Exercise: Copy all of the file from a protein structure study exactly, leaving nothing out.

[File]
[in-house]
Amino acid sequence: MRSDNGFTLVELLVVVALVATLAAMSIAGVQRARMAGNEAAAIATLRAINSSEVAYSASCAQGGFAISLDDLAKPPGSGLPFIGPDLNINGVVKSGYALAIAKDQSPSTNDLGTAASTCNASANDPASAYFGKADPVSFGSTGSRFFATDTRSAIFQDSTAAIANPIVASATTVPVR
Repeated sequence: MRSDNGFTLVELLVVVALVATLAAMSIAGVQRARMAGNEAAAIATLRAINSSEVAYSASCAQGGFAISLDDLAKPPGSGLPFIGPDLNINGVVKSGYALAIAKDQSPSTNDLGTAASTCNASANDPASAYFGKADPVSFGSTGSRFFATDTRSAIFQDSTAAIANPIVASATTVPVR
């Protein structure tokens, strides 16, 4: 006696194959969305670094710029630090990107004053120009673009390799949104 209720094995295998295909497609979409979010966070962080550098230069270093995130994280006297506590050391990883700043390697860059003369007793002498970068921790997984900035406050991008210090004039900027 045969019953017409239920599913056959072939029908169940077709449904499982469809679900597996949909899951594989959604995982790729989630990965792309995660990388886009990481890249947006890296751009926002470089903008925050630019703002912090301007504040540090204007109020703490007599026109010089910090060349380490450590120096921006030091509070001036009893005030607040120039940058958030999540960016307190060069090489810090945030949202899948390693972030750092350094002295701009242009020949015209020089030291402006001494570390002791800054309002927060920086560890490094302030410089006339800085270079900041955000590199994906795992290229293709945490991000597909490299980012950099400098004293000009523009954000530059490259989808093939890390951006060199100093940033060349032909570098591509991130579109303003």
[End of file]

[in-house]
Amino acid sequence: MRSDNGFTLVELLVVVALVATLAAMSIAGVQRARMAGNEAAAIATLRAINSSEVAYSASCAQGGFAISLDDLAKPPGSGLPFIGPDLNINGVVKSGYALAIAKDQSPSTNDLGTAASTCNASANDPASAYFGKADPVSFGSTGSRFFATDTRSAIFQDSTAAIANPIVASATTVPVR
Repeated sequence: MRSDNGFTLVELLVVVALVATLAAMSIAGVQRARMAGNEAAAIATLRAINSSEVAYSASCAQGGFAISLDDLAKPPGSGLPFIGPDLNINGVVKSGYALAIAKDQSPSTNDLGTAASTCNASANDPASAYFGKADPVSFGSTGSRFFATDTRSAIFQDSTAAIANPIVASATTVPVR
């Protein structure tokens, strides 16, 4: 006696194959969305670094710029630090990107004053120009673009390799949104 209720094995295998295909497609979409979010966070962080550098230069270093995130994280006297506590050391990883700043390697860059003369007793002498970068921790997984900035406050991008210090004039900027 045969019953017409239920599913056959072939029908169940077709449904499982469809679900597996949909899951594989959604995982790729989630990965792309995660990388886009990481890249947006890296751009926002470089903008925050630019703002912090301007504040540090204007109020703490007599026109010089910090060349380490450590120096921006030091509070001036009893005030607040120039940058958030999540960016307190060069090489810090945030949202899948390693972030750092350094002295701009242009020949015209020089030291402006001494570390002791800054309002927060920086560890490094302030410089006339800085270079900041955000590199994906795992290229293709945490991000597909490299980012950099400098004293000009523009954000530059490259989808093939890390951006060199100093940033060349032909570098591509991130579109303003």